Minimum standards in underwriting are when the federal government will conduct annual reviews of health care policies. The basic idea is to prevent abuses and ensure that consumers being treated fairly. Furthermore, practices such as lifetime coverage caps are banned under these provisions. ("Affordable Care Act," 2013)

Synopsis Tax Reform Issues of 2013

The fiscal challenges impacting the federal government; means that there will be some kind of tax reform. This is because the current system is filled with loopholes which allow large corporations and the wealthy to avoid paying their fair share. Evidence of this can be seen with a report conducted by Citizens for Justice. They found that the majority of corporations paid no income tax from 2008 to 2010. This is because they are using numerous write offs to reduce their marginal rates. ("Facebook Paid No Income Taxes in 2012," 2013)

In response to these reports, there have been greater calls for these firms and the wealthy to pay higher amounts. At the same time, there is an emphasis on reducing corporate loopholes. The basic idea is that if these people and entities paid what they owe, many of the budgetary challenges would not be as extreme. ("Facebook Paid No Income Taxes in 2012," 2013)

As a result, there are a number of issues surrounding the tax system and the way different rates are applied to the wealthy. For example, recently the Simpson Bowles Debt Reduction Commission reiterated their recommendations to reform the tax code. They called for enacting a $1.3 trillion increase in taxes over the course of ten years. This includes a number of changes with: the elimination all capital gains write offs, it phases out employer related deductions for health insurance and it raises the gas tax by $.15 cents. (Klein, 2013)

At the same time, the commission proposes deep spending cuts which are much larger than the White House or Congress are proposing. The problem with many of these recommendations is that they are alienating select Democrats and Republicans. This hurts their ability to create a viable plan that will responsibly raise taxes and have prudent spending cuts. (Klein, 2013)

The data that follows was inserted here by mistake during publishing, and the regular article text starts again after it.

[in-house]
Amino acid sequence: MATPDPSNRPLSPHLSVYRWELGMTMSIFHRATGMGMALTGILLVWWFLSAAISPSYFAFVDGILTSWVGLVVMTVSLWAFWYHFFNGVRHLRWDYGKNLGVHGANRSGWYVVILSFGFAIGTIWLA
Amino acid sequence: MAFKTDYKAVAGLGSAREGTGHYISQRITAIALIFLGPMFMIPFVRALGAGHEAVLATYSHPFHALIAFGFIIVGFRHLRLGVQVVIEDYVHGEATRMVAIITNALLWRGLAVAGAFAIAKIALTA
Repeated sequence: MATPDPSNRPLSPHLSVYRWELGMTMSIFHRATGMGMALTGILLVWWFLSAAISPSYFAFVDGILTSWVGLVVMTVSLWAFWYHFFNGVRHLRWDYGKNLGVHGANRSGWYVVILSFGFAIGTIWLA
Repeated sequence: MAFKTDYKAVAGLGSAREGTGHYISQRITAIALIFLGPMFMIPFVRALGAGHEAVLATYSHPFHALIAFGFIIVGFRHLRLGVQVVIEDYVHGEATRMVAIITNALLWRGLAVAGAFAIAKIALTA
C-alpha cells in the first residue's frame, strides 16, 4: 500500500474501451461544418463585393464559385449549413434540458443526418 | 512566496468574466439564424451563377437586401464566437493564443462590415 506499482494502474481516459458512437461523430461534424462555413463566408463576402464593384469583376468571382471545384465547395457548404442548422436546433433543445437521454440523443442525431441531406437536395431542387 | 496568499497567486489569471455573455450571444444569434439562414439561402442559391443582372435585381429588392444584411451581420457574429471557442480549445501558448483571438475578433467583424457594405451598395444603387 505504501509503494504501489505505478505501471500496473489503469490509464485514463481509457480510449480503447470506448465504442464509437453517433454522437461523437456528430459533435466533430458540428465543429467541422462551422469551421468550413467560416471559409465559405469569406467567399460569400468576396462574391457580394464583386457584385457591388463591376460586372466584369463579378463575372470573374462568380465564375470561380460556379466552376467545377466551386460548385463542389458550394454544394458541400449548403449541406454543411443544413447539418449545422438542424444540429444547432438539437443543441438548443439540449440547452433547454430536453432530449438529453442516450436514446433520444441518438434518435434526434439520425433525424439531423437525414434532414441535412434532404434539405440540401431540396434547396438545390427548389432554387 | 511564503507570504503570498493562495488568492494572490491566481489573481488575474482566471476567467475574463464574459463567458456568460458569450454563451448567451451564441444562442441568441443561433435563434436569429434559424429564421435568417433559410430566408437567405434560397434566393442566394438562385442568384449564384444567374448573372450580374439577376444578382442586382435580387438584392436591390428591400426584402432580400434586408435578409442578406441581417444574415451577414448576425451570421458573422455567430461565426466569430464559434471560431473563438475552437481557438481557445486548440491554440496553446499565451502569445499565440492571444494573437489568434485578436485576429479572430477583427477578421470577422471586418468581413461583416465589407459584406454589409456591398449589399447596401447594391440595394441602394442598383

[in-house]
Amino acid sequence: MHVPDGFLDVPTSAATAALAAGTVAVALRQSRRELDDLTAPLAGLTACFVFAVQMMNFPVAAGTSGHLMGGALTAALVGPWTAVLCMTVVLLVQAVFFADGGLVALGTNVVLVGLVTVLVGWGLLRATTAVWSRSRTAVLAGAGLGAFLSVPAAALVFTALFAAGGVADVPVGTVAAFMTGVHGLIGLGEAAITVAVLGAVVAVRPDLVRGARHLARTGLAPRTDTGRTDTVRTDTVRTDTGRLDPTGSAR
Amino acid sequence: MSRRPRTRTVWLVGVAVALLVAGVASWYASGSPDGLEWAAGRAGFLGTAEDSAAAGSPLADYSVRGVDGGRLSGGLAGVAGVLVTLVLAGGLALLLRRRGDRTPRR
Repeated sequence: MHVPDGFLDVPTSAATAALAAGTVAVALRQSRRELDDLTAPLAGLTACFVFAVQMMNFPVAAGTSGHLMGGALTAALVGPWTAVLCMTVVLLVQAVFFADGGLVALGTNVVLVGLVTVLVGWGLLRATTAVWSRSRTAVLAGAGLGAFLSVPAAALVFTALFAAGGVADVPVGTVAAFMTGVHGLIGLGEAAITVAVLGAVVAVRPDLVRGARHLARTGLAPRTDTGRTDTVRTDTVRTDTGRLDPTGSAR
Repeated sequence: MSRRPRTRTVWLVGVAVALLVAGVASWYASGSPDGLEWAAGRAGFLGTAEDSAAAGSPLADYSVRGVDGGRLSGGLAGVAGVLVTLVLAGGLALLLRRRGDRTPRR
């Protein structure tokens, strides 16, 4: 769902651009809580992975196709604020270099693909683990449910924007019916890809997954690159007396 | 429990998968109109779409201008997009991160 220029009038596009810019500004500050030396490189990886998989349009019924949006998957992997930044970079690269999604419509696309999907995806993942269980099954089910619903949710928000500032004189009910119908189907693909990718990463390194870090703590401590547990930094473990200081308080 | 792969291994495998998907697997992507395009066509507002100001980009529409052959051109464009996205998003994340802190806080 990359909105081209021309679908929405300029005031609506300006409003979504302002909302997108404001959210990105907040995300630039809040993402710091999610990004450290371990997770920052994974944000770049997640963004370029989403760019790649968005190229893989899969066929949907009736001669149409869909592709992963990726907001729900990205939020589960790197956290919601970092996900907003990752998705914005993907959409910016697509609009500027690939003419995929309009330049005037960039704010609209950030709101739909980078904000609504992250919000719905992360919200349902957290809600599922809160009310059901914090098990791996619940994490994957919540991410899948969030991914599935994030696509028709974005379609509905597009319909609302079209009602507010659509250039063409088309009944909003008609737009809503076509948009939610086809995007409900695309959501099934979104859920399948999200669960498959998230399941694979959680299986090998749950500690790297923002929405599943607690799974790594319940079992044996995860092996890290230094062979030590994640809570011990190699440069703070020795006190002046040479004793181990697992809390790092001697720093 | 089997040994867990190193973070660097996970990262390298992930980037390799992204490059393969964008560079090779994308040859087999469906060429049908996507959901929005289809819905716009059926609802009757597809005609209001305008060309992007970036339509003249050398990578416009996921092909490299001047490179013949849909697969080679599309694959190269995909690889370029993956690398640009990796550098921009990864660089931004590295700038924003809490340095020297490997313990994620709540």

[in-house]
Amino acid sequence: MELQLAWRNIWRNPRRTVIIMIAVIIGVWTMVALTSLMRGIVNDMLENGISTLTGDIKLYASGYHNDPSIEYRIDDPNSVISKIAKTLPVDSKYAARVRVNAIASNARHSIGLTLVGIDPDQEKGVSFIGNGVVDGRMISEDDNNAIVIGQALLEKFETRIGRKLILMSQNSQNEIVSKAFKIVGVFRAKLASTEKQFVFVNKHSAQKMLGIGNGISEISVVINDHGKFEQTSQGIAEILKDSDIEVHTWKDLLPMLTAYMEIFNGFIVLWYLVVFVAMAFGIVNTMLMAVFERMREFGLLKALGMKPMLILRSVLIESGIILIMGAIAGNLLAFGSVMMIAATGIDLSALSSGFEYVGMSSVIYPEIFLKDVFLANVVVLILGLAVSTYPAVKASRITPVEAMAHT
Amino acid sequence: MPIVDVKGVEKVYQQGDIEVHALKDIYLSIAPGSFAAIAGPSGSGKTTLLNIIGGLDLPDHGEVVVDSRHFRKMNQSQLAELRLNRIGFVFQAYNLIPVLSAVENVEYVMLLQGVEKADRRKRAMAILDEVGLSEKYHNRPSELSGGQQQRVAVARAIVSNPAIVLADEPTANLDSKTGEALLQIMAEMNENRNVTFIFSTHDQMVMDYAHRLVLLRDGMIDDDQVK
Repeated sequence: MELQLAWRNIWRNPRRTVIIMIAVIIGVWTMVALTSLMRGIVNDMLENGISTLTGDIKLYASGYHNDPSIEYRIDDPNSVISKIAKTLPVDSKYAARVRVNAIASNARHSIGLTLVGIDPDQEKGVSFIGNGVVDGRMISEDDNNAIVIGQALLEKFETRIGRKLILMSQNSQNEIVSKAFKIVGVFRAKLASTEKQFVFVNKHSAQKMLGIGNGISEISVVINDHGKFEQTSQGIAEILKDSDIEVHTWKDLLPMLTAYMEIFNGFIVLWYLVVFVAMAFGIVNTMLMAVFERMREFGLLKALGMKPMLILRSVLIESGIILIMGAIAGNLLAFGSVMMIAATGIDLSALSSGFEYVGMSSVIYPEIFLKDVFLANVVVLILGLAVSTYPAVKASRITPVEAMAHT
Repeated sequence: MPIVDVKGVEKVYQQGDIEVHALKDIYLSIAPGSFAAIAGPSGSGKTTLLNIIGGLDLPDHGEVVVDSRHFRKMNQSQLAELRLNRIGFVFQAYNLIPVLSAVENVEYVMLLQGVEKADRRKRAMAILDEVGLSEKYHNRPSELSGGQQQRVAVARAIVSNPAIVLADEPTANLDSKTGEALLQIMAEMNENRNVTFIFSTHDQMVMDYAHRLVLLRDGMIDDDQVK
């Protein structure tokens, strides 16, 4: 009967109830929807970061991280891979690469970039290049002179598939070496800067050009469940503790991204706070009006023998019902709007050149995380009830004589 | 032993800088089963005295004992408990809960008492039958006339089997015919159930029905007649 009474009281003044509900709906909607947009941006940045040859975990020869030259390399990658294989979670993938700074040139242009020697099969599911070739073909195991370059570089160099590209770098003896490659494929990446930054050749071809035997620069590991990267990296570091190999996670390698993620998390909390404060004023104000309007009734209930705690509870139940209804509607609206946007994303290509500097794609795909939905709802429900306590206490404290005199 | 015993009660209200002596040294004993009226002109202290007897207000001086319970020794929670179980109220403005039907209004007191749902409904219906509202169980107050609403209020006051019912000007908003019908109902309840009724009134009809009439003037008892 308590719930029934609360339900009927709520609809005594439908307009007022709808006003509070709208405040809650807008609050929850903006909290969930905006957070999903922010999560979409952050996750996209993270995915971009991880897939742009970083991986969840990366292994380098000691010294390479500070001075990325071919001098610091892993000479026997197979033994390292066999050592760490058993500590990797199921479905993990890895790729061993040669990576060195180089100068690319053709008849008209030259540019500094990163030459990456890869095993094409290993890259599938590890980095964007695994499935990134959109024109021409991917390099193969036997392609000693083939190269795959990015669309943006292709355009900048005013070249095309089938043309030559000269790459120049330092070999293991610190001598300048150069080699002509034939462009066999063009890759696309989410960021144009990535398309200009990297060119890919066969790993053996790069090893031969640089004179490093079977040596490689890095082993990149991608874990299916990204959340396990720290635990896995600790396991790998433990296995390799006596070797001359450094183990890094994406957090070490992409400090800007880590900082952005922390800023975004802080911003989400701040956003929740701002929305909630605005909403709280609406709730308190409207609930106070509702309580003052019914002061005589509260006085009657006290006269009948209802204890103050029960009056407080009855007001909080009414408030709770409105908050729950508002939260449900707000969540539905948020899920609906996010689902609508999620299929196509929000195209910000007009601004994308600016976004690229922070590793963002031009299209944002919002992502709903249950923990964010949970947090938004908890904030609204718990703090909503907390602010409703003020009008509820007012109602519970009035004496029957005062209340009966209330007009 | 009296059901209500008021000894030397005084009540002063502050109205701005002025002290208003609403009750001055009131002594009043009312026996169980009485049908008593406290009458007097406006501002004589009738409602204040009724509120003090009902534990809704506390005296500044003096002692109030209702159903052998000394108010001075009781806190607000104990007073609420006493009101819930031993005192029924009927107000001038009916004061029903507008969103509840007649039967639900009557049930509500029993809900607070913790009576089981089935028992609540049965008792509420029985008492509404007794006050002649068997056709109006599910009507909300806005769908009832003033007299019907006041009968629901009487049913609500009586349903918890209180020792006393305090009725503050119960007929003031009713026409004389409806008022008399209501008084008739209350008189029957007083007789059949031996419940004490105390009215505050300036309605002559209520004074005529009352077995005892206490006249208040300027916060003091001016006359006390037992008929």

Evidence of this can be seen with a similar proposal that went before the full House of Representatives for of vote in 2010. The measure failed by a margin of 382 to 38. This is because the changes were so extreme that they alienated both sides. In Washington, these tactics will result in many good ideas being ignored due to the fact that they could not win bi partisan support. (Klein, 2013)

These issues are demonstrating the delicate balancing act that must take place when it comes to taxes. As the far left is concerned, they want to impose higher rates with reduced loop holes. While the right wants to see fewer increases that are a part of larger spending cuts. This has led to political infighting based largely along ideological lines. (Klein, 2013)

The results are that the federal government receives a temporary fix to their fiscal challenges. For example, on January 1st the spending limit of $16.4 billion was reached. This set up a showdown between the White House and Congressional Republicans. They were demanding that the President propose deeper spending cuts as a part of any extension. In 2010 and 2011, this was effectively used to force Obama to give in to their concessions. ("The Federal Debt Ceiling," 2013)

However, this time a different approach was being taken by the White House. What happened is the President refused to negotiate with Congress on this issue. This set up a last minute deal with Republicans giving in to Obama's demands. The problem is that this solution is only temporary. ("The Federal Debt Ceiling," 2013)

This means that in March a similar showdown will occur over spending cuts, taxes and the federal debt ceiling. These issues are demonstrating how in 2013 there will be challenges directly related to possible changes in the tax code. It will focus on the amounts the wealthy and large corporations have to pay. ("The Federal Debt Ceiling," 2013)

The recent position taken by the White House is that higher taxes will be imposed with responsible spending cuts. This means that Republicans will be forced to accept these terms or deal with the possibility of the federal government shutting down. The last time this happened (in the 1990s), is when Congress was viewed unfavorably. While at the same time, President Clinton's approval ratings soared. Politically speaking, Obama will take a similar position and force Republicans to meet most of these guidelines. This will result in tense standoffs and showmanship which is settled with last minute solutions. ("The Federal Debt Ceiling," 2013)

What was learned from this assignment and how… [END OF PREVIEW]